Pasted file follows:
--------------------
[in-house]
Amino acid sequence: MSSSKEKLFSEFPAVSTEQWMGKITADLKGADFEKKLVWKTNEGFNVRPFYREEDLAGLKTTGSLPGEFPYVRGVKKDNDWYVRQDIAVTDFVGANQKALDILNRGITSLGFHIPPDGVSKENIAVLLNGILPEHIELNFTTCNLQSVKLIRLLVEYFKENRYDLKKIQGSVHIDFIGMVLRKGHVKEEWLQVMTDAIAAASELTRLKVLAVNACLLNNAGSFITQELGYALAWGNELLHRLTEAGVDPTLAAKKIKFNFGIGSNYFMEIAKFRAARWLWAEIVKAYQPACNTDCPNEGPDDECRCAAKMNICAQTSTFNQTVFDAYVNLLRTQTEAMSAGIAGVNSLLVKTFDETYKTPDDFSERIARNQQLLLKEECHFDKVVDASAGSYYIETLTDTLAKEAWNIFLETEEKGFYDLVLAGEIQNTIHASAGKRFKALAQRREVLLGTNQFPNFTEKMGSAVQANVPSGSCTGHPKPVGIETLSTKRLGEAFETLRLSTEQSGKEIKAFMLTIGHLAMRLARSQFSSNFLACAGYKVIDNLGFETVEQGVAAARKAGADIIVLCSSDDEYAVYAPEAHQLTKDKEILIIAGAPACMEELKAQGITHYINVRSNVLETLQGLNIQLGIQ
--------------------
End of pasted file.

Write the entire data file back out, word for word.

[in-house]
Amino acid sequence: MSSSKEKLFSEFPAVSTEQWMGKITADLKGADFEKKLVWKTNEGFNVRPFYREEDLAGLKTTGSLPGEFPYVRGVKKDNDWYVRQDIAVTDFVGANQKALDILNRGITSLGFHIPPDGVSKENIAVLLNGILPEHIELNFTTCNLQSVKLIRLLVEYFKENRYDLKKIQGSVHIDFIGMVLRKGHVKEEWLQVMTDAIAAASELTRLKVLAVNACLLNNAGSFITQELGYALAWGNELLHRLTEAGVDPTLAAKKIKFNFGIGSNYFMEIAKFRAARWLWAEIVKAYQPACNTDCPNEGPDDECRCAAKMNICAQTSTFNQTVFDAYVNLLRTQTEAMSAGIAGVNSLLVKTFDETYKTPDDFSERIARNQQLLLKEECHFDKVVDASAGSYYIETLTDTLAKEAWNIFLETEEKGFYDLVLAGEIQNTIHASAGKRFKALAQRREVLLGTNQFPNFTEKMGSAVQANVPSGSCTGHPKPVGIETLSTKRLGEAFETLRLSTEQSGKEIKAFMLTIGHLAMRLARSQFSSNFLACAGYKVIDNLGFETVEQGVAAARKAGADIIVLCSSDDEYAVYAPEAHQLTKDKEILIIAGAPACMEELKAQGITHYINVRSNVLETLQGLNIQLGIQ